By Jonathan Decker
WHAT’S IT ABOUT? Katniss Everdeen and her friends take the fight to the Capitol in this concluding chapter of the dystopian series.
IS IT ANY GOOD? (GRADE: B+) The Hunger Games franchise has always been bleak. With the quest for humanity and righteousness during times of depravity as its central theme, the series of necessity has a bittersweet tone. As such, this may not be the triumphant finale you’re looking for. There’s no medals from Princess Leia in a throne room ceremony, no shared pint back at the Shire, no joyful reunion on Platform 9 and 3/4. In lieu of crowd-pleasing narrative choices, we get something that feels truer to this gritty-yet-hopeful world. It’s heartbreaking and gripping, and what happiness there is is well-earned (by both characters and audience).
Jennifer Lawrence continues to deliver a heroine for the ages in Katniss, and her supporting cast (including Donald Sutherland, Julianne Moore, Woody Harrelson, and the late Phillip Seymour-Hoffman) is universally solid. Visual effects, cinematography, music, production design, and action choreography perfectly capture this dystopian future. A few plot holes stretch credibility if one gives them much thought, and some moments may be too devastating (even by this series’ standards), but through it all the heroism of fighting for peace, for identity, and for freedom rings true. The film, like the entire series, is both gut-wrenching and inspiring.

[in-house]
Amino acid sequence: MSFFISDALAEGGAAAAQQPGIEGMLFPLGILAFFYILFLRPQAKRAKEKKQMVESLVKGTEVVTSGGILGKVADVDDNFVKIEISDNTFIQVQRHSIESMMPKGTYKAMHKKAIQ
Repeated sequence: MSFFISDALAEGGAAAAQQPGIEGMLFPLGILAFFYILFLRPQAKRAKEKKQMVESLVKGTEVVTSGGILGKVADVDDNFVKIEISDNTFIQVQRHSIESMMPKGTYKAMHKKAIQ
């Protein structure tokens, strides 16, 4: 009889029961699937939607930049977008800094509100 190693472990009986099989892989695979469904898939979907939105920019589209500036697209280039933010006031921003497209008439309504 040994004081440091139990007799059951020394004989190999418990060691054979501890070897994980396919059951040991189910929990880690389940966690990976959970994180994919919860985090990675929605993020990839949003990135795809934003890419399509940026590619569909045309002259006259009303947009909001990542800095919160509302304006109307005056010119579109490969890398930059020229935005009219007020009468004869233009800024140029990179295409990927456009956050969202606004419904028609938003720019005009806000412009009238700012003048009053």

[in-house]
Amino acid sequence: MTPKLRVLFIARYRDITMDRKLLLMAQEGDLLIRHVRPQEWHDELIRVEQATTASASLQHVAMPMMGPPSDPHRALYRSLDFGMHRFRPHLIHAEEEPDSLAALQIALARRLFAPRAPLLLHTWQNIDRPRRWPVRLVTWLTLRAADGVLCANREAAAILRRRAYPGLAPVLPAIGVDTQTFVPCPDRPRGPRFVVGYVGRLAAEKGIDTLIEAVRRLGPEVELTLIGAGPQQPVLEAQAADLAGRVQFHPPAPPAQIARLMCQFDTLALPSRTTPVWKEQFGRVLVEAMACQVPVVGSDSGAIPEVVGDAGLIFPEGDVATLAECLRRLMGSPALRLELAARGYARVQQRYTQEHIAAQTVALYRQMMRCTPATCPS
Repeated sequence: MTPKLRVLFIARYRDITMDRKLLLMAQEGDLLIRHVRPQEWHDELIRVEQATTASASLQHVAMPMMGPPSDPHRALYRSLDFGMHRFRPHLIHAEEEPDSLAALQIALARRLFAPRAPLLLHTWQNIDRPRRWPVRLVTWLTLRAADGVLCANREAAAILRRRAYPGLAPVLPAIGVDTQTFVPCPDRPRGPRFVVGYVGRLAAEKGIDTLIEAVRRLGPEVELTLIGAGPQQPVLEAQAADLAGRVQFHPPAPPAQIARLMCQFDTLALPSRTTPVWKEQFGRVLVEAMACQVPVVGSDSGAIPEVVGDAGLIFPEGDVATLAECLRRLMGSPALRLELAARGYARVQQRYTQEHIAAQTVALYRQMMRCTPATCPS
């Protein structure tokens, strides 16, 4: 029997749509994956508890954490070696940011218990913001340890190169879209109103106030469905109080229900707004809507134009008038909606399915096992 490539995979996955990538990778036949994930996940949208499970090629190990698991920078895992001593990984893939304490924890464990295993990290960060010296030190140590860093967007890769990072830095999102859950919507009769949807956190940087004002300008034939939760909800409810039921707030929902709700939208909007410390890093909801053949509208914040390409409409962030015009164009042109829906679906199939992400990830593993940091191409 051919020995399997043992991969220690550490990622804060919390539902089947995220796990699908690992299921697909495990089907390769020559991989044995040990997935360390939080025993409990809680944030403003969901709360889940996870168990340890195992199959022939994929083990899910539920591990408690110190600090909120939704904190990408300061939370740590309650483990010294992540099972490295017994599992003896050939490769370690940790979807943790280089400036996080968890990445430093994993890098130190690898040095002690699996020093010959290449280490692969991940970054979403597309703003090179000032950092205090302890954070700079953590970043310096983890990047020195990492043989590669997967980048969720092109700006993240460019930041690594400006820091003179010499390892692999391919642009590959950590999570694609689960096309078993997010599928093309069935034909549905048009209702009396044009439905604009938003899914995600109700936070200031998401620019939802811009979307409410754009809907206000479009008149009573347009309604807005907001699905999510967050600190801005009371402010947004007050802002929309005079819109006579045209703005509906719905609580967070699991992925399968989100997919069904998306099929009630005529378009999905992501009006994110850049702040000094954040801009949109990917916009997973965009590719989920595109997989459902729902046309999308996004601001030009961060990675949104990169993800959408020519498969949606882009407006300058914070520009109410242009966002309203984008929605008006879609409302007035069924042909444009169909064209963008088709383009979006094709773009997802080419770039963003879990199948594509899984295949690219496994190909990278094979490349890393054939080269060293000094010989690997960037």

CONTENT OVERVIEW: The Hunger Games- Mockingjay Part Two is rated PG-13. As with previous films in the series, there’s no sex and only mild language, but plenty of terrifying moments and gruesome action. One man has his legs blown off; we get a split-second, bloodless look. Several people die when attacked by subterranean monsters. Men, women, and children die in explosions. Several are shot by arrows or bullets. A man is pushed into hot oil, dies, and his corpse is strung up on metal cables. A young man and woman share a bed, but nothing sexual happens. He holds her and they sleep.
MESSAGES TO DISCUSS: The fight for right is not without sacrifice, pain, or loss, but it’s worth it. We can find joy in loving the people around us. We honor the dead by living our lives well. In politics and war there usually are decent people as well as malicious people on both sides.